The hydrogen-storage alloy particles may be obtained, for example, as follows.

First, metal raw materials are weighed to be a predetermined composition, and mixed. This mixture is melted under an inert gas atmosphere in, for example, a high-frequency induction melting furnace, and then cooled to form an ingot. The obtained ingot is heated under an inert gas atmosphere to 900 to 1200° C., and subjected to a heat treatment by holding the temperature for 5 to 24 hours to be homogenized. Thereafter, the ingot is crashed and sieved to obtain the hydrogen-storage alloy powder that is the aggregate of the hydrogen-storage alloy particles having a desired particle diameter.

For the binder, sodium polyacrylate, carboxymethyl cellulose, styrene-butadiene rubber, and the like are used, for example.

The negative electrode 12 may be manufactured, for example, as follows.

First, the hydrogen-storage alloy powder that is the aggregate of the hydrogen-storage alloy particles, the conductive material, the binder, and water are kneaded to prepare a negative electrode mixture paste. The obtained negative electrode mixture paste is added into the negative electrode substrate, and then subjected to a drying treatment. After the drying, the negative electrode substrate on which the hydrogen-storage alloy particles and the like are adhered is rolled for increasing an amount of alloy per unit volume, and then cut to obtain the negative electrode 12. This negative electrode 12 has a plate shape as an entirety. Since a negative electrode mixture layer included in the negative electrode 12 is formed with the hydrogen-storage alloy particles, the conductive material particles, and the like, there is space between the particles to form the porous structure as an entirety.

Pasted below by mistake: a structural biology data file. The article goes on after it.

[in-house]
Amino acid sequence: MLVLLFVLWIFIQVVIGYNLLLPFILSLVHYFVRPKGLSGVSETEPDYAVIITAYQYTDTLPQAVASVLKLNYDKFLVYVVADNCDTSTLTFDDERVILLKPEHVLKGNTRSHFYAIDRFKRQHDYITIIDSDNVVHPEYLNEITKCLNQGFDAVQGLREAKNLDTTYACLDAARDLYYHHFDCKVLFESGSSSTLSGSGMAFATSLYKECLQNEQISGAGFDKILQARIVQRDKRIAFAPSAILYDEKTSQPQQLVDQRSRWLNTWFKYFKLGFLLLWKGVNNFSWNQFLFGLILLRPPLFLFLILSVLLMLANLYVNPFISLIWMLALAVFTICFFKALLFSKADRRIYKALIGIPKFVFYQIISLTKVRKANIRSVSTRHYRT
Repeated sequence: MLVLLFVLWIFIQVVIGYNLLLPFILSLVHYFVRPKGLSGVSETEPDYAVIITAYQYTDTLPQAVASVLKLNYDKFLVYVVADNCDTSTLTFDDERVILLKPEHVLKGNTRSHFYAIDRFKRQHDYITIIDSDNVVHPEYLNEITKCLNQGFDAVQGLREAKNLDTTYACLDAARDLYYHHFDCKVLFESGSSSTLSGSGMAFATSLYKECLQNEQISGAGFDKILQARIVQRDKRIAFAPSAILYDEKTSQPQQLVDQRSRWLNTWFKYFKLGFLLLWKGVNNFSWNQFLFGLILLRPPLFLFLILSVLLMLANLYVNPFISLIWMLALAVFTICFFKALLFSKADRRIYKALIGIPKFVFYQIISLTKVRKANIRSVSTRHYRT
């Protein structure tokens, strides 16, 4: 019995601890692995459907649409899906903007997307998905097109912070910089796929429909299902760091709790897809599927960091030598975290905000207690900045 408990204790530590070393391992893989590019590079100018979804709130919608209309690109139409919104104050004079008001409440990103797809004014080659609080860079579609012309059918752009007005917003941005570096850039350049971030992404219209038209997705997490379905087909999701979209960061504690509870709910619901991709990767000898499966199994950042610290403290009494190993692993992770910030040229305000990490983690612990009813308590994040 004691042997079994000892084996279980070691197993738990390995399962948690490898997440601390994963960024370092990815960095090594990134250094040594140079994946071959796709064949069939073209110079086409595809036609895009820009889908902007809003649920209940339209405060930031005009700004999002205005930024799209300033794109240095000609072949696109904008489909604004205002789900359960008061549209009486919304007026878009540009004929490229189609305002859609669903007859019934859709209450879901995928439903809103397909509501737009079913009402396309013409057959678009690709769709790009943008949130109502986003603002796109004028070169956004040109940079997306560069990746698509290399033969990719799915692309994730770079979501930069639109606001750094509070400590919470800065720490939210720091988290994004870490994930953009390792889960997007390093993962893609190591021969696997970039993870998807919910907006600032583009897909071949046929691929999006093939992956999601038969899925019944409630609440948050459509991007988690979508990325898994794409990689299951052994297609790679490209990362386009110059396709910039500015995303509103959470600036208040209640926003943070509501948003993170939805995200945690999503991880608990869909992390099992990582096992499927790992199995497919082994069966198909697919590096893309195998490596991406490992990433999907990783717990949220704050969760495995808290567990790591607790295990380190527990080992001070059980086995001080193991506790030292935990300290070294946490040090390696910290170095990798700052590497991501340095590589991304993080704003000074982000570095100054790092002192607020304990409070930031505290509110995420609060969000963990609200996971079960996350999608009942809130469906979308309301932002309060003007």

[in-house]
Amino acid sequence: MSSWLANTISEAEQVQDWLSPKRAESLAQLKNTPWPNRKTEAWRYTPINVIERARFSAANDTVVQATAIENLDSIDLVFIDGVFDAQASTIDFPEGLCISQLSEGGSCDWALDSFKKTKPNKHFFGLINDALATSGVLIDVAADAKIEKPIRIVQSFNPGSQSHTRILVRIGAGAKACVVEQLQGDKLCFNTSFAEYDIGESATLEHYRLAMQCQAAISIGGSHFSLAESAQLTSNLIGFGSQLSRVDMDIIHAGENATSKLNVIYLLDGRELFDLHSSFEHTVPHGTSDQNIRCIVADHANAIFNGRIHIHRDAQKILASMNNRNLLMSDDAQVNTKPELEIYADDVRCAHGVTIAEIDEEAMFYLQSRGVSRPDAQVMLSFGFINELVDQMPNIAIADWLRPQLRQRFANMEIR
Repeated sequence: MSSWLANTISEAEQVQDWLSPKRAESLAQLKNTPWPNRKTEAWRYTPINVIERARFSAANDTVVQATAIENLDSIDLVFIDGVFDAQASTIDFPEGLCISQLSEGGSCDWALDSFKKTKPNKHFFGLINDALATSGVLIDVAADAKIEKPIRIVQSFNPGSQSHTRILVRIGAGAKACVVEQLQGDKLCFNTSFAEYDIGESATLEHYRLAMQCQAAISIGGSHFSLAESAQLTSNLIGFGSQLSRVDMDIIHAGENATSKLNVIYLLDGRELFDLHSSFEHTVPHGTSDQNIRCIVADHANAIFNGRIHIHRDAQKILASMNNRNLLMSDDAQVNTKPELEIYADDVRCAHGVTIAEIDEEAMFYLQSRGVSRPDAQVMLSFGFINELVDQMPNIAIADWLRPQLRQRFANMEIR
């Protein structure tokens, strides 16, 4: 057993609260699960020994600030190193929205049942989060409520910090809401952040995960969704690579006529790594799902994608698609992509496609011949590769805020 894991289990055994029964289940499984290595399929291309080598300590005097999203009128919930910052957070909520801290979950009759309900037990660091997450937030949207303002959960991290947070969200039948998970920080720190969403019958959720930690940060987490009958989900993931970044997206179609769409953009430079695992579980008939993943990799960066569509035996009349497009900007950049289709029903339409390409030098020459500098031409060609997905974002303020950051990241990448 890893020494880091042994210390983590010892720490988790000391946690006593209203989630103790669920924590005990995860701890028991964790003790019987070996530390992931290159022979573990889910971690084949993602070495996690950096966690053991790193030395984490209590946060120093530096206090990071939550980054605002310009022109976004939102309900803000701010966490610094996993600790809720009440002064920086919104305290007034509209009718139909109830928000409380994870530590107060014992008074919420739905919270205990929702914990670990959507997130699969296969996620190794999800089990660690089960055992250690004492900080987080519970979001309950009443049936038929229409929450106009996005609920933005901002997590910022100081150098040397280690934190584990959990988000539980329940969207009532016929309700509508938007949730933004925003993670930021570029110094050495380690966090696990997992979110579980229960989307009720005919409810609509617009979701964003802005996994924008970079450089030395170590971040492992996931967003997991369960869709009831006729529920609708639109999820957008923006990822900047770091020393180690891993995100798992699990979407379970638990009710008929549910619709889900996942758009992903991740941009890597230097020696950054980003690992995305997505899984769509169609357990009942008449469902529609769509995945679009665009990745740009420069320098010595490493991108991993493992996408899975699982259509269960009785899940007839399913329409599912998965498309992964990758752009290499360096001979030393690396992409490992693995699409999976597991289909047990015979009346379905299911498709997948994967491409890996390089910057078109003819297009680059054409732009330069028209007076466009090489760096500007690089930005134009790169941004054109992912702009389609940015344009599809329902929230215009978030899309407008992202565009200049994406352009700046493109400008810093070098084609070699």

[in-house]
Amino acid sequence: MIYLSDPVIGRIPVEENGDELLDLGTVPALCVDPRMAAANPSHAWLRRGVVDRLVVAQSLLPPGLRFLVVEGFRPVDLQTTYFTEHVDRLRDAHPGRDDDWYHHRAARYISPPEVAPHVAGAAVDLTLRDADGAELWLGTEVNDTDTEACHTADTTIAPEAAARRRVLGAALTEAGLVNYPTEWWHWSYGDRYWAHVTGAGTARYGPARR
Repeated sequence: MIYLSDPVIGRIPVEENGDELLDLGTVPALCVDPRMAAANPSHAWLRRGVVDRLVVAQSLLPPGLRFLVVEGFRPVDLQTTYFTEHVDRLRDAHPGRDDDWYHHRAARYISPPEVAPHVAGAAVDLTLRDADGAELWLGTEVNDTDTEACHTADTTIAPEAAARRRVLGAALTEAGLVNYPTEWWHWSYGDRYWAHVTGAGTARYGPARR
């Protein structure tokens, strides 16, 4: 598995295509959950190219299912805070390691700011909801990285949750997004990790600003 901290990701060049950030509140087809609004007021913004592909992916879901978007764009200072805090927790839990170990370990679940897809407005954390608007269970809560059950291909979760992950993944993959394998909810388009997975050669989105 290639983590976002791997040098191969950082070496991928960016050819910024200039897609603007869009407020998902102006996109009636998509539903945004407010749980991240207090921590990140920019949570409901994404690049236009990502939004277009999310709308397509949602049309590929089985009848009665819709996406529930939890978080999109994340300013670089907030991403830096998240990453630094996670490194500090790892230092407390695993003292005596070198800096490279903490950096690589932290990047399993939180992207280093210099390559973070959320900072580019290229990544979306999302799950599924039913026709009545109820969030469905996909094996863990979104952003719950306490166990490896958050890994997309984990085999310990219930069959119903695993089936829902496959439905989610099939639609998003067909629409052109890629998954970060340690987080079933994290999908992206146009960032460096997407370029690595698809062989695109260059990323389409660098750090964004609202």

The air electrode 16 includes: an air electrode substrate having a mesh structure and conductivity; and an air electrode mixture layer (positive electrode mixture layer) formed with an air electrode mixture (positive electrode mixture) supported on the above air electrode substrate. For the above air electrode substrate, a nickel mesh can be used, for example.

The air electrode mixture includes an oxidation-reduction catalyst (catalyst for the air electrode), a conductive material, and a binder.

As the oxidation-reduction catalyst, a catalyst having the dual function of oxidation and reduction is used. Such a catalyst having the dual function contributes to reduction of the overvoltage of the battery during both of the charge process and the discharge process. As such an oxidation-reduction catalyst, for example, a pyrochlore bismuth-ruthenium composite oxide is used. This bismuth-ruthenium composite oxide has the dual function of oxygen generation and oxygen reduction.

The bismuth-ruthenium composite oxide in the present embodiment contains at least bismuth, ruthenium, sodium, and oxygen. In addition, Na/(Ru+Bi+Na) representing an atomic ratio of sodium to the sum of bismuth, ruthenium, and sodium is 0.126 or more and 0.145 or less.

The present inventor made intensive investigation of improvement in a catalytic activity of the catalyst for the air electrode, and found that sodium contained in the bismuth-ruthenium composite oxide affects on the catalytic activity. The present inventor considered that the improvement in the catalytic activity improves performances of the air secondary battery, and more specifically investigated a relationship between a discharge voltage and sodium in the air secondary battery. As a result, the inventor has found a relationship between an amount of sodium contained in the bismuth-ruthenium composite oxide and the discharge voltage, and has found that setting Na/(Ru+Bi+Na) representing an atomic ratio of sodium to the sum of bismuth, ruthenium, and sodium in the bismuth-ruthenium composite oxide to be 0.126 or more yields a remarkable improving effect of the discharge voltage. In this investigation process, it has been confirmed that an aspect of Na/(Ru+Bi+Na) being up to 0.145 yields the improving effect of the discharge voltage.